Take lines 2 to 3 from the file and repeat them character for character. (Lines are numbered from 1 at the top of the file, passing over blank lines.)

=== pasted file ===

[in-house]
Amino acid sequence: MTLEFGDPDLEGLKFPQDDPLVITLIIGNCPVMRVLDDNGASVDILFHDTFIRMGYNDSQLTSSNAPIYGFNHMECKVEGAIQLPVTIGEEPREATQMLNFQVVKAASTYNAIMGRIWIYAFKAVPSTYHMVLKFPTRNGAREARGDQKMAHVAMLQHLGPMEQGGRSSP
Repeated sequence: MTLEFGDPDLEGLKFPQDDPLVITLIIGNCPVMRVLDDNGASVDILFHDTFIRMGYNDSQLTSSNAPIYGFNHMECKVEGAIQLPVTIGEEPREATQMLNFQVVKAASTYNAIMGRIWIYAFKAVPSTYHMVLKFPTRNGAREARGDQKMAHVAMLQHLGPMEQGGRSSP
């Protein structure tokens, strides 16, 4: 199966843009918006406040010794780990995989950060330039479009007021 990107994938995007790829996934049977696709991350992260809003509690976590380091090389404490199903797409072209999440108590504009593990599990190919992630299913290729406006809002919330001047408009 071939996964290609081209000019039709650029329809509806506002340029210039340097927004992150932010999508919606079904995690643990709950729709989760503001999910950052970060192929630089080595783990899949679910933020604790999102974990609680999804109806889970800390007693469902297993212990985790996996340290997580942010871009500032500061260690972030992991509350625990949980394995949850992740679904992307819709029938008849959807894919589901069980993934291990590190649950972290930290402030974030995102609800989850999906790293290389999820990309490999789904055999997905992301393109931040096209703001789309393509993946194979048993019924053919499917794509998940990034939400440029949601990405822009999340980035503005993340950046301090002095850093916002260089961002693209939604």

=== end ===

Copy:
Amino acid sequence: MTLEFGDPDLEGLKFPQDDPLVITLIIGNCPVMRVLDDNGASVDILFHDTFIRMGYNDSQLTSSNAPIYGFNHMECKVEGAIQLPVTIGEEPREATQMLNFQVVKAASTYNAIMGRIWIYAFKAVPSTYHMVLKFPTRNGAREARGDQKMAHVAMLQHLGPMEQGGRSSP
Repeated sequence: MTLEFGDPDLEGLKFPQDDPLVITLIIGNCPVMRVLDDNGASVDILFHDTFIRMGYNDSQLTSSNAPIYGFNHMECKVEGAIQLPVTIGEEPREATQMLNFQVVKAASTYNAIMGRIWIYAFKAVPSTYHMVLKFPTRNGAREARGDQKMAHVAMLQHLGPMEQGGRSSP